Rebecca Shay is a PhD student at Michigan State University and is originally from Grand Haven, Michigan. She is currently working in the lab of Dr. Frances Trail. Her primary project focuses on understanding early infection responses of Fusarium graminearum in barley. Specifically, one of her projects looks at a natural defense response in barley trichomes where the barley produces a burst of cellulose and lignin in response to fungal penetration, and she has found a locus in the barley that’s significant in this response and can be used in future plant breeding efforts to help protect plants against Fusarium Head Blight.

What awards have you received during your graduate career?

I’m thankful MSU has such a strong mycology interest, and I’ve been fortunate enough to receive both the A.L. Rogers Fellowship and the Beneke Fellowship which are both mycology-specific! 

What are your career goals?

I’d like to work in industry when I’m done my PhD. I love being able to work in a lab and industry has real-world applications that definitely helps motivate me. 

What is your favorite fungus and why?

I love puffballs. They’re so much fun to puff, and such a good introduction for the public to mushrooms and mycology since they’re easy to identify and entertaining for all ages!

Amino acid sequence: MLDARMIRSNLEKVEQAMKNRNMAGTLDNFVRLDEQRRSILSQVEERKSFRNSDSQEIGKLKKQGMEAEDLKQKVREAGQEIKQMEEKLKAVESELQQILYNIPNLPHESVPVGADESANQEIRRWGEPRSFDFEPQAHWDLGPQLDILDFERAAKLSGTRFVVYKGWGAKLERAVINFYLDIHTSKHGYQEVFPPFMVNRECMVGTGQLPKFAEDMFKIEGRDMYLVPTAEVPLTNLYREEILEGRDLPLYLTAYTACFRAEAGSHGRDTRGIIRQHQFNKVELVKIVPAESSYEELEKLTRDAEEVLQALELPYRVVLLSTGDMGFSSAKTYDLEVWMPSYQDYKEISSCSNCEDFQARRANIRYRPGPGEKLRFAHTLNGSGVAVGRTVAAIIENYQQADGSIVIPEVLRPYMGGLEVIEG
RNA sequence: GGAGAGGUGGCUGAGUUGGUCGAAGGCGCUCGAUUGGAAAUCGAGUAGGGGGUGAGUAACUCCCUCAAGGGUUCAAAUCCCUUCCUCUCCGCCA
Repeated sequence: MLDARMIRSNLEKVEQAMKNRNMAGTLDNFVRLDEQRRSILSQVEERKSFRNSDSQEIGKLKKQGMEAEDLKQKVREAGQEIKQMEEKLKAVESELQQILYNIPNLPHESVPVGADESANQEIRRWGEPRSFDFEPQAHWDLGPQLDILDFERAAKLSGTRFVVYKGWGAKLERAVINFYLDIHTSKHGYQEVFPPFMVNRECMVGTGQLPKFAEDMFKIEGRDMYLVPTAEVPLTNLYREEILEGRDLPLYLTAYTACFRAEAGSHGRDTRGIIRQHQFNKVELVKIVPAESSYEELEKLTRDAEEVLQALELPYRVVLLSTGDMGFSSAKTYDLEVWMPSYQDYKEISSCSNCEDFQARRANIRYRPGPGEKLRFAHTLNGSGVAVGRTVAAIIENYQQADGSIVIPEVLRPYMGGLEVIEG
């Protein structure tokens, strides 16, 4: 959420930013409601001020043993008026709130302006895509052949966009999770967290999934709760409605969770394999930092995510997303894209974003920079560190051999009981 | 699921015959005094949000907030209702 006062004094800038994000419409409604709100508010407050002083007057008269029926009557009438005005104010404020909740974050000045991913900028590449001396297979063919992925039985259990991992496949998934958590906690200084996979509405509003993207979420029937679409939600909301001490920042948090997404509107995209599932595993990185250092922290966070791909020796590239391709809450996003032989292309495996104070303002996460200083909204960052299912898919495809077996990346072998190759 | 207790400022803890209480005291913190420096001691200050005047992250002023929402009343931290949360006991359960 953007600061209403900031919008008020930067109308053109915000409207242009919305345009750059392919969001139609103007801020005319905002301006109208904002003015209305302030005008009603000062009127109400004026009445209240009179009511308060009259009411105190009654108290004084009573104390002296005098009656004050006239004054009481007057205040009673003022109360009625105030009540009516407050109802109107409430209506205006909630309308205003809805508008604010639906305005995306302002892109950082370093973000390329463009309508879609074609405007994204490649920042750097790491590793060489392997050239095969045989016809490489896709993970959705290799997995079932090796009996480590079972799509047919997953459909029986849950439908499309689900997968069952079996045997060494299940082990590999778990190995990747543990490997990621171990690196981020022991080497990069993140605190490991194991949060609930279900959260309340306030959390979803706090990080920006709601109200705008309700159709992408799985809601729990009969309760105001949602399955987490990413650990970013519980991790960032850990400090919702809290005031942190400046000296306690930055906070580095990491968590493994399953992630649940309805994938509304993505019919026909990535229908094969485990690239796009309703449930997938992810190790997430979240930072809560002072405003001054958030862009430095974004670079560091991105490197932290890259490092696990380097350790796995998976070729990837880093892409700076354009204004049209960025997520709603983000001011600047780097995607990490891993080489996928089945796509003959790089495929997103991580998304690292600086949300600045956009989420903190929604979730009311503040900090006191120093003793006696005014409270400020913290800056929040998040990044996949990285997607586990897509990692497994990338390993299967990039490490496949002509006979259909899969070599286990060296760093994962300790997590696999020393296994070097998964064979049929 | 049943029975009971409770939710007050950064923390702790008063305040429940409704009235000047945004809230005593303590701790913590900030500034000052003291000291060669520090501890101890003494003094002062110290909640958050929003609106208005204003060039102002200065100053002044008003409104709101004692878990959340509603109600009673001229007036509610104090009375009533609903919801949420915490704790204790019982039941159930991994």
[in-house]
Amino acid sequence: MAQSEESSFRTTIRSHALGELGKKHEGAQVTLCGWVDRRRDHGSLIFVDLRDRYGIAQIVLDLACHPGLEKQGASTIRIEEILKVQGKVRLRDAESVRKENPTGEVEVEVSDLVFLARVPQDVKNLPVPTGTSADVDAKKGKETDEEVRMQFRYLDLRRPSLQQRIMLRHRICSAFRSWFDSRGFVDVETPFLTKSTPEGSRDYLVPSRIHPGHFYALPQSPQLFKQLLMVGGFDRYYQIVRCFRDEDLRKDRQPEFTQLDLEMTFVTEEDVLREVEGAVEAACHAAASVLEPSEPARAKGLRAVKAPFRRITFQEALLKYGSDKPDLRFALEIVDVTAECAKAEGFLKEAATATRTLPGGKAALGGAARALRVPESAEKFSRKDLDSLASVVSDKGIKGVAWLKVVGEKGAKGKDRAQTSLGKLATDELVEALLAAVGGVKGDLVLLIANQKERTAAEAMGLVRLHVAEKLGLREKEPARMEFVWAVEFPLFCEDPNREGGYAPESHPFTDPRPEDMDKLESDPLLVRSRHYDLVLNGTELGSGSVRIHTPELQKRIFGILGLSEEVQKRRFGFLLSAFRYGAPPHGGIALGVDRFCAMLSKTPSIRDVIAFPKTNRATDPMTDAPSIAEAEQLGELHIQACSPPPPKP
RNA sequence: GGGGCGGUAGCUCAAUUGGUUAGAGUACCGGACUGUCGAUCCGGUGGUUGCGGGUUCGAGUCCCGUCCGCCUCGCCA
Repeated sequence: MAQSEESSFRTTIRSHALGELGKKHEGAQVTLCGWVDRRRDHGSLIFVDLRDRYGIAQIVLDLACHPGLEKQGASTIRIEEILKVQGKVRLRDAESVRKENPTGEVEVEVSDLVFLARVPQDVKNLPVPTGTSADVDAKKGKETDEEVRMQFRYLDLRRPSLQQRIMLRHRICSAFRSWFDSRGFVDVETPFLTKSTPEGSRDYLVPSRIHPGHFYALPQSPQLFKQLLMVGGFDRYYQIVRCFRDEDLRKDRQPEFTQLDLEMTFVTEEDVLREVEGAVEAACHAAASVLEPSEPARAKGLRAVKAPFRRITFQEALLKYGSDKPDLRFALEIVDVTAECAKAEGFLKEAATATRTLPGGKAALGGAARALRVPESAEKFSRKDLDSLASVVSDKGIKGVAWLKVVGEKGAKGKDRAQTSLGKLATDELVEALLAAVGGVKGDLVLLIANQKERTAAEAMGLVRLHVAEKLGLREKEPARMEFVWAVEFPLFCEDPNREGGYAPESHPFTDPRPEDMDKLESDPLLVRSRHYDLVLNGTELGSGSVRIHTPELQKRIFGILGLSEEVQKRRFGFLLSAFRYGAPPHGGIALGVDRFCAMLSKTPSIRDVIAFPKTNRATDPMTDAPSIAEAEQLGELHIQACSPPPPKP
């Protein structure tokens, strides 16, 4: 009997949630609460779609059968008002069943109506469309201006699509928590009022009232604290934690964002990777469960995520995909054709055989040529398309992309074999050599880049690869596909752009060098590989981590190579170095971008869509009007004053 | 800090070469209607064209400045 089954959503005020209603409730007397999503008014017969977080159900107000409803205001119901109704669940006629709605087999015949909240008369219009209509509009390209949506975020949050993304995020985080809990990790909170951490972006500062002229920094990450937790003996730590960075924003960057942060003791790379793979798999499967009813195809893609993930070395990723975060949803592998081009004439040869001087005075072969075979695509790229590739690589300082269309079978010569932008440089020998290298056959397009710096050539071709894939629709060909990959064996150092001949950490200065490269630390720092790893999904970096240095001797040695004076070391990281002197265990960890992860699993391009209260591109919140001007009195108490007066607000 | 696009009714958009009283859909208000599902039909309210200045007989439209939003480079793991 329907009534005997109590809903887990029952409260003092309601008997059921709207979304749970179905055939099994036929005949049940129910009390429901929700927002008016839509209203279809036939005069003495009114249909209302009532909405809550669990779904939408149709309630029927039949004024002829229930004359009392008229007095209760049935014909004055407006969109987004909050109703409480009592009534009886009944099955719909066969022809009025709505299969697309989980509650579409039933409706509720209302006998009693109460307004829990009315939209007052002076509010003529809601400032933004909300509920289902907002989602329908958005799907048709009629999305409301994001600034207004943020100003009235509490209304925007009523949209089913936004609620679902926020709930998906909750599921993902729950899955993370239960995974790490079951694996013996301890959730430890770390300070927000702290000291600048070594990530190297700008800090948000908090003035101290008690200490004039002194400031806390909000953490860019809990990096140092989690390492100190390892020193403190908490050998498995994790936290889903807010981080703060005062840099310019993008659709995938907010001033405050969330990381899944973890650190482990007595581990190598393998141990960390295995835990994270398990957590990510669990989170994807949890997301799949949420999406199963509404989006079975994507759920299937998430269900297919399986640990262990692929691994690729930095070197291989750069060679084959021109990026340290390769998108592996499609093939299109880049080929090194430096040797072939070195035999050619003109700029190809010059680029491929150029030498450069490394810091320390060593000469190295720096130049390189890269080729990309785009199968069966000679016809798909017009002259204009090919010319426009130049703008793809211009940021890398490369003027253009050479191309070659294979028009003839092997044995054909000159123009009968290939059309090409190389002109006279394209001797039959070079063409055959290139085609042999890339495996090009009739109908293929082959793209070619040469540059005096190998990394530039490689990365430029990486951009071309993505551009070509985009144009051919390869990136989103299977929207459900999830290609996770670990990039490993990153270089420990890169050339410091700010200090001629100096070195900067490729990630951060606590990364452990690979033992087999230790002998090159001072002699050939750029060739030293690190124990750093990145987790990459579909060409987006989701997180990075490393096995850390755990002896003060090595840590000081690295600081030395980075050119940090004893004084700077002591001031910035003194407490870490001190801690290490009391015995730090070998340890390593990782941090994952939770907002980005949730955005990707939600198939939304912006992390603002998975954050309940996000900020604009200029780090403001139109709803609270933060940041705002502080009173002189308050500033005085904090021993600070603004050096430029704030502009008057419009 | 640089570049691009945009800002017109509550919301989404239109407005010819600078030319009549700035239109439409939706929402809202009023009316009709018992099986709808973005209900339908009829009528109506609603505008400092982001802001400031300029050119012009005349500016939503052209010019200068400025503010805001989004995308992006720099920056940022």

What is your favorite thing about fungi?

I just love the diversity of fungi, and it’s always fun to talk to non-mycologists about how strange fungi are as a group of organisms. I do a lot of outreach, and it’s always fun to talk about how fungi are more closely related to animals than  plants, and show the vast diversity in morphologies of fungi. 

Who is your mycology role model?

Ruth Allen is one of my role models. She did her PhD at my alma mater (UW-Madison) and was a pioneer for women in botany and plant pathology.

What do you like to do in your free time? What are your hobbies?

I like to hike, bake, knit, and watch TV. I also spend a lot of time making silly hats for my cat Peanut to wear because he tolerates them and is adorably goofy. 

Anything else we should know about you?

Outreach is a great way to make the public less intimidated by scientists! It’s often easy to get involved with already established groups, and mycology is always a good thing to talk about! If you need inspiration, the Student Section has some resources (!